RUSHMOOR Council’s Labour leader has stunned fellow councillors by revealing he is standing down.
Cllr Andy Straker, who has represented the North Town area of Aldershot for nine years, has decided “it is time for new blood”.
He will not be standing in next month’s local elections and Rushmoor’s Labour Group will now have to decide who will replace him.
Cllr Straker, who led the council during a Lib-Lab coalition in the late 1990s, denied suggestions he was standing aside because his views on a number of issues differed with that of the party hierarchy.
“It’s just that I’ve been on there for nine years and have done enough and had enough and thought that it was time to go,” he said.
“Rushing home from work and flying out the front door has lost its appeal. I have to admit I find it quite difficult being a councillor and want some time to myself.”
Some local politicians had wondered whether Cllr Straker’s departure was hastened by the Iraq conflict, but he was scathing about that.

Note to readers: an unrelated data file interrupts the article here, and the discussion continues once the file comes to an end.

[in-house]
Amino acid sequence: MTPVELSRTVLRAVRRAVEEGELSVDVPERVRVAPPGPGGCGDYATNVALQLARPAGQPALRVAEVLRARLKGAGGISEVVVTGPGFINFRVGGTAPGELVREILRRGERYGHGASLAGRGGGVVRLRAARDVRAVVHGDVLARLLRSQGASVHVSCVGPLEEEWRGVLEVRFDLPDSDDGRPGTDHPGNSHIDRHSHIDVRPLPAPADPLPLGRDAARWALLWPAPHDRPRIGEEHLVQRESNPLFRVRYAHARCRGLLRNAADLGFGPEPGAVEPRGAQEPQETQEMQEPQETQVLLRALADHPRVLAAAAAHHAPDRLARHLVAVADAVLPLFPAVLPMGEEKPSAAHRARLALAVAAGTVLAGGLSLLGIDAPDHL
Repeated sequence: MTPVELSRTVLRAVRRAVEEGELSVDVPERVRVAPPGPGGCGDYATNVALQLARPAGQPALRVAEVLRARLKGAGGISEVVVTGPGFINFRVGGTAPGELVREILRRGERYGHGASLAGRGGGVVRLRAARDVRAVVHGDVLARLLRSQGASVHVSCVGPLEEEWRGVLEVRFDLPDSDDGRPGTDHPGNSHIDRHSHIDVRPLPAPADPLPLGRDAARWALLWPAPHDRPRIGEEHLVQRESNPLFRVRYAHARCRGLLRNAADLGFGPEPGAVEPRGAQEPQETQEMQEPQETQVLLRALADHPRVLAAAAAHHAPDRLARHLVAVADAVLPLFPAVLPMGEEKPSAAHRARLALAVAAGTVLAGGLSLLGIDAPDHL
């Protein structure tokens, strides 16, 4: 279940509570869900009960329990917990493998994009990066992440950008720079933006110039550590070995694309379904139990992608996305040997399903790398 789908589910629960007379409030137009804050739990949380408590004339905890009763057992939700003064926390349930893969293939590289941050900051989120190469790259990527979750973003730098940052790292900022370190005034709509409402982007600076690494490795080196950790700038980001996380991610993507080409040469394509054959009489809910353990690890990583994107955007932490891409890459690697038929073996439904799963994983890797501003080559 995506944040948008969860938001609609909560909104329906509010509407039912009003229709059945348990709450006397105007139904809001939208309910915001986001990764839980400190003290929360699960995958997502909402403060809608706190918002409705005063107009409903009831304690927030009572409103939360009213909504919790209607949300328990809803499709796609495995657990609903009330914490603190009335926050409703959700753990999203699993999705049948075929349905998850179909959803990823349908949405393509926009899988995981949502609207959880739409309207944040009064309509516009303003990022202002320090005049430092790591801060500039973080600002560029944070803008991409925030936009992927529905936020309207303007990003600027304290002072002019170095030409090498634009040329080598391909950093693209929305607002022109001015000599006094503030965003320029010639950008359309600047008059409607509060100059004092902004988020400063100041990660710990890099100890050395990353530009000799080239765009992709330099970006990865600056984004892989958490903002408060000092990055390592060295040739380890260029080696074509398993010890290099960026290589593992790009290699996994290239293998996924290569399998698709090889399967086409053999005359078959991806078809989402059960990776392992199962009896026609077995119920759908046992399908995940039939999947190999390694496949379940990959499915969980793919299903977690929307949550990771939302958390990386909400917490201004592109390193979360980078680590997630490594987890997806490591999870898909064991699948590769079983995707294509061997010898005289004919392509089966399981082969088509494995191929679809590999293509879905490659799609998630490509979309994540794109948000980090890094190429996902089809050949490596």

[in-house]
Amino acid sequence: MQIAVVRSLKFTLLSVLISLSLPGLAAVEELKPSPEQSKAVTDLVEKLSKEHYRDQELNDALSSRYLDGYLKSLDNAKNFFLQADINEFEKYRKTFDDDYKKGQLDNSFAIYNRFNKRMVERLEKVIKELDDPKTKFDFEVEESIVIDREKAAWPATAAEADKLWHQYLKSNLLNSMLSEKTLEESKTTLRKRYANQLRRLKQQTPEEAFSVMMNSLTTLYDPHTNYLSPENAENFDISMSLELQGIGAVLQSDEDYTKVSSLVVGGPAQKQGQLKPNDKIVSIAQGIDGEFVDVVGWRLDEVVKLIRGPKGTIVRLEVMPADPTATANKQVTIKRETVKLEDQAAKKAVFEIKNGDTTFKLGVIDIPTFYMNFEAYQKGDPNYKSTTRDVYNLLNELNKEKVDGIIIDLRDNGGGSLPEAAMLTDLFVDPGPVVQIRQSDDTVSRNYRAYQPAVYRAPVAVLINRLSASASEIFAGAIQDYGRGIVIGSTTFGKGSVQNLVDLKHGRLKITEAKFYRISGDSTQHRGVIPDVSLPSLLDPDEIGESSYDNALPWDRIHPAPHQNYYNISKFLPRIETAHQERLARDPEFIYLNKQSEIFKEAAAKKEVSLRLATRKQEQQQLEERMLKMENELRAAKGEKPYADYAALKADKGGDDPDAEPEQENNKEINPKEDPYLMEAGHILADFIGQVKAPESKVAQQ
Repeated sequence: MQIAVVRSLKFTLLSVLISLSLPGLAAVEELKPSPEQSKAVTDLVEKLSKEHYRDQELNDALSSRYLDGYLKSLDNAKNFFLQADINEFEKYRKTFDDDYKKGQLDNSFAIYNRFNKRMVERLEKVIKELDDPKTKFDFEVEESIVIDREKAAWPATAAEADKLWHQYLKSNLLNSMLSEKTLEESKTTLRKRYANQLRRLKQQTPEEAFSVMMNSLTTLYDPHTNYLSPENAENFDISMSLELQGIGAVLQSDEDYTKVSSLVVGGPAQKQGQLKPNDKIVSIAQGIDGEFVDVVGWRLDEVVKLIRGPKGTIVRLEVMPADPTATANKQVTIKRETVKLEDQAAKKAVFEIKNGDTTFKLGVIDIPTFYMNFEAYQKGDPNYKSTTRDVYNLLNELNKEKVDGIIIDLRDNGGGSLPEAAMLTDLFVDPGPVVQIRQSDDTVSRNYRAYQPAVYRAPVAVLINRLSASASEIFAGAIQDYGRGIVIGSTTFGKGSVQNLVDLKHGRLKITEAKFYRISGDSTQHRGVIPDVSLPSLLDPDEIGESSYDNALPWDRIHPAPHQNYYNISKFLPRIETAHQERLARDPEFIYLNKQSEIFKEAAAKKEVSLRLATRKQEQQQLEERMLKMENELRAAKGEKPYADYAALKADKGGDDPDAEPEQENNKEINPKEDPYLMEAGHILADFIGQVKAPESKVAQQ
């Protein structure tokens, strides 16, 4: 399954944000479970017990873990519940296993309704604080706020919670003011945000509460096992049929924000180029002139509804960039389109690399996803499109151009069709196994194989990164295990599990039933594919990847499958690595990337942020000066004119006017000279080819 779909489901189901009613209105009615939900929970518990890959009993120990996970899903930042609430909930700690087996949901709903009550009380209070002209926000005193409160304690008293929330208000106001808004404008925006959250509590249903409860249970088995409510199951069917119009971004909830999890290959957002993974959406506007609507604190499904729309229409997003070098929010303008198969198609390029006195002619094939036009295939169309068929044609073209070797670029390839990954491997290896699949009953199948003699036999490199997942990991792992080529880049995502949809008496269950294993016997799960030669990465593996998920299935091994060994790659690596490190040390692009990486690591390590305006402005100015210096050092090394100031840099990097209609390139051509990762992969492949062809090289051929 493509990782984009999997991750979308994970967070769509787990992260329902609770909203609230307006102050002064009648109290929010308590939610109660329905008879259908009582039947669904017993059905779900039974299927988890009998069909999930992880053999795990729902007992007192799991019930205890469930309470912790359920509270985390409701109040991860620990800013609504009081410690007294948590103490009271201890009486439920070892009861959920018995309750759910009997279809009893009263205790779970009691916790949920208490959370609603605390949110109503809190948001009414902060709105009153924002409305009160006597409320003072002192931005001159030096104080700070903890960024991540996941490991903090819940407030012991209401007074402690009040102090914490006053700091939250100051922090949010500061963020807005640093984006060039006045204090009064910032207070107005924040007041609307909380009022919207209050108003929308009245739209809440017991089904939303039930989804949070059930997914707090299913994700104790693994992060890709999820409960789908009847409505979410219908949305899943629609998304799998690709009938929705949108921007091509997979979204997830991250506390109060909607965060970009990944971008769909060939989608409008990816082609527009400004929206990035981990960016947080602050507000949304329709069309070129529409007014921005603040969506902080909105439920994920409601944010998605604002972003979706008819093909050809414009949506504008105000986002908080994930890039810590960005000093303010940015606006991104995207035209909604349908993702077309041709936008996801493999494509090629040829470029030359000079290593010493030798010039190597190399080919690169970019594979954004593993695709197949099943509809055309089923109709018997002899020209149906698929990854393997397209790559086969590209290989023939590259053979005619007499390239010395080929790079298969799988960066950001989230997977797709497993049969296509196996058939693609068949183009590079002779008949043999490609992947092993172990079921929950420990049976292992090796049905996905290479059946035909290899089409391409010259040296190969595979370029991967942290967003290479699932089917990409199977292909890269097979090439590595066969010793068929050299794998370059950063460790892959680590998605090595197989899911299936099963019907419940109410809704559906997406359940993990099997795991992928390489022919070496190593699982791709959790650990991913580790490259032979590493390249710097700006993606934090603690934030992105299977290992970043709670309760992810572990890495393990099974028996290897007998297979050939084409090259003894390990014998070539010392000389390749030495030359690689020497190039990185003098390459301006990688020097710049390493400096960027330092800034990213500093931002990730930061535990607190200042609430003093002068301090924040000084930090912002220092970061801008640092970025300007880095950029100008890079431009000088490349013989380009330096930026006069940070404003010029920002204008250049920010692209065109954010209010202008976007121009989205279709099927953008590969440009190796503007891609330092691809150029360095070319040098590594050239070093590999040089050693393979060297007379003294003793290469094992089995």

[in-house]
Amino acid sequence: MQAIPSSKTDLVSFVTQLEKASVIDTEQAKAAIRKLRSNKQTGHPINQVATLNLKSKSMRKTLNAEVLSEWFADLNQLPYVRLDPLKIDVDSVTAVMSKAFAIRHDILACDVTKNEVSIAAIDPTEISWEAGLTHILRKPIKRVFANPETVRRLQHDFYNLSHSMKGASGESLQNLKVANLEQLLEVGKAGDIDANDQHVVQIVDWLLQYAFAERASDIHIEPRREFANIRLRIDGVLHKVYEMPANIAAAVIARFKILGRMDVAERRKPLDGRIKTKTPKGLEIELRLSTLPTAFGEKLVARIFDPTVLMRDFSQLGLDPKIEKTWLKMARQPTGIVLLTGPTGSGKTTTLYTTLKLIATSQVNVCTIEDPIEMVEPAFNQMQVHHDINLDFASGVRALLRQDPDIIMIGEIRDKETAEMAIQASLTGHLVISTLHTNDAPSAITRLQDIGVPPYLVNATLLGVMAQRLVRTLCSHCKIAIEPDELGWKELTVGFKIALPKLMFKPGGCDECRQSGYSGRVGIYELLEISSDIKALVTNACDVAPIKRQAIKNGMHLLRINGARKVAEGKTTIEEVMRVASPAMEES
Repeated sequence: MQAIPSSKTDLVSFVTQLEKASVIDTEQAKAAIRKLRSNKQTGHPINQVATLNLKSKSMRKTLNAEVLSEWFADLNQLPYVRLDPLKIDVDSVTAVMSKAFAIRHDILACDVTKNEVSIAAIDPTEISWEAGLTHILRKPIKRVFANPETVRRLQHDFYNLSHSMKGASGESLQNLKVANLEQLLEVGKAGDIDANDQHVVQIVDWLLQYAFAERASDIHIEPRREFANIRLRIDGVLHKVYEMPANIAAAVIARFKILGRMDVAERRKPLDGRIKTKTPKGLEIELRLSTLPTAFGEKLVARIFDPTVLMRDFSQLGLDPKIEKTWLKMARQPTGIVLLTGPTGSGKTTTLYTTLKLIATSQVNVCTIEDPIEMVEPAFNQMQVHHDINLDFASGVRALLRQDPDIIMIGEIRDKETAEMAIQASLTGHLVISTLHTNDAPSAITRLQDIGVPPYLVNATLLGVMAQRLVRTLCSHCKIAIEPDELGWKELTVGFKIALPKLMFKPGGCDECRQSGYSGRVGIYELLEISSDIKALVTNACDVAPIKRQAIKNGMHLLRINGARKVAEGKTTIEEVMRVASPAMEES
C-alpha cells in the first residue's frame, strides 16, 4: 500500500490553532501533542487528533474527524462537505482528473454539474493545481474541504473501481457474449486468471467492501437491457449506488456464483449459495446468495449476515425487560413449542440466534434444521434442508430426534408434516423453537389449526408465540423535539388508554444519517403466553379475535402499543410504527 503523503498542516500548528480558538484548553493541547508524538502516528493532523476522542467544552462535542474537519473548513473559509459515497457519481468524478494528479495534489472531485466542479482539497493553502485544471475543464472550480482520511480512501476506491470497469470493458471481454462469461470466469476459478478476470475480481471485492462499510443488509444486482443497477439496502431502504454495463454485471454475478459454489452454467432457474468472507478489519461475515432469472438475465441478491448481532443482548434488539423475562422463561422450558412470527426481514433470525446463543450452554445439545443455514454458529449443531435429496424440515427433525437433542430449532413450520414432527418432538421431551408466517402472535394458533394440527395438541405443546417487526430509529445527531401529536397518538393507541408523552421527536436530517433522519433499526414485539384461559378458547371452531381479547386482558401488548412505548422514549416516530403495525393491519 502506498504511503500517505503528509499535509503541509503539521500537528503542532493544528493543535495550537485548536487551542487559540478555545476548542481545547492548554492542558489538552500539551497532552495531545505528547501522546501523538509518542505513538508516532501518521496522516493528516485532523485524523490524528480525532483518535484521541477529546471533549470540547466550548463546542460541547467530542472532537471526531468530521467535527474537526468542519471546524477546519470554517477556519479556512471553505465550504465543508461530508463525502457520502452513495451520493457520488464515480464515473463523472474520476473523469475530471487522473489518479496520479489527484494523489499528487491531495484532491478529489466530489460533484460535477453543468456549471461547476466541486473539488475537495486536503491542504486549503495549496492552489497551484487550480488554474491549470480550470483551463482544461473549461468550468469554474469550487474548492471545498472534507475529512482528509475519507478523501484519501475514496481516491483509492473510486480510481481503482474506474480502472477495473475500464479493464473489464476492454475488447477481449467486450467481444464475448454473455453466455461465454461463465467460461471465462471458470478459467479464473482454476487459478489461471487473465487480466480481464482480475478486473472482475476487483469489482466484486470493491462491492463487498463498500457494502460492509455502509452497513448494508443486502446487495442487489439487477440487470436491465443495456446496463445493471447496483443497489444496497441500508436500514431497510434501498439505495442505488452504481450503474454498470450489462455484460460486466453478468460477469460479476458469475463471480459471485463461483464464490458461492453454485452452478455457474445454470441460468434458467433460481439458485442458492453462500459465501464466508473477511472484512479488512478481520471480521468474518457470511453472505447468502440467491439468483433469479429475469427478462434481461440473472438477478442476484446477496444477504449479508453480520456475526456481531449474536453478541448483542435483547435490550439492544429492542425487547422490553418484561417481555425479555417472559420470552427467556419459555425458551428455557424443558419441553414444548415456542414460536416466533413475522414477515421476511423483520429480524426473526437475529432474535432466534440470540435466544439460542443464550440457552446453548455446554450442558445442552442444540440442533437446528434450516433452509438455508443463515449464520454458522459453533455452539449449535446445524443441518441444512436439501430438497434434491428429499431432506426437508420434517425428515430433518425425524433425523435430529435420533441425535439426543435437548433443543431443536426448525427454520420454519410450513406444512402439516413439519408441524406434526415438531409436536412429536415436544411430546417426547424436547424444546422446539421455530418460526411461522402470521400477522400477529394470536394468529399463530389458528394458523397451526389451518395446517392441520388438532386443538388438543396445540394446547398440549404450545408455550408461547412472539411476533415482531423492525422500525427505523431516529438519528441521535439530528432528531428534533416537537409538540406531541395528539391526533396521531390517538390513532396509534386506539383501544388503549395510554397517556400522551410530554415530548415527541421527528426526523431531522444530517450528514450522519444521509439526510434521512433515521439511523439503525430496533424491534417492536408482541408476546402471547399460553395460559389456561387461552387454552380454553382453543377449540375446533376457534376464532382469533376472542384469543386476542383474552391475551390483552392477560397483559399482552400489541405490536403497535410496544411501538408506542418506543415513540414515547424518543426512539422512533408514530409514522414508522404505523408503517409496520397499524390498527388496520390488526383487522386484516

“I have to say that I am really disappointed. Not only are they misinformed, they have not bothered to find out the truth. It’s opportunist electioneering in the worst possible taste,” he said.
He said his brother was with the Royal Marines in Iraq and that although he wanted to see him home safely, he agreed with the Prime Minister’s stance.
“Saddam Hussein is a fascist and you cannot have much sympathy for him,” he said.
Cllr Straker’s leaving front line local politics was greeted with regret by allies and opponents alike.
Fellow Labour North Town councillor Keith Dibble paid tribute to Cllr Straker and his work in the community over the last decade.
“Andy is a very close colleague and a good friend and he has been an outstanding group leader for a number of years,” he said.
Asked whether the Labour vote was now “on thin ice” without Cllr Straker’s electoral familiarity, Cllr Dibble said: “I think that the team of North Town councillors has worked very hard. If you vote for a Labour councillor in North Town you vote for the team.”
Conservative cabinet member David Clifford said although he and Cllr Straker were opposites, he still respected him as a local councillor.
“Despite the fact that we are poles apart politically, I can never remember him being personally spiteful. I respect him for that. That is not to mean he’s not been robust,” he said.
“He’s been a good leader and they (the Labour group) are going to find it a real problem replacing him because I don’t think they’ve got anyone big enough to fill his boots.”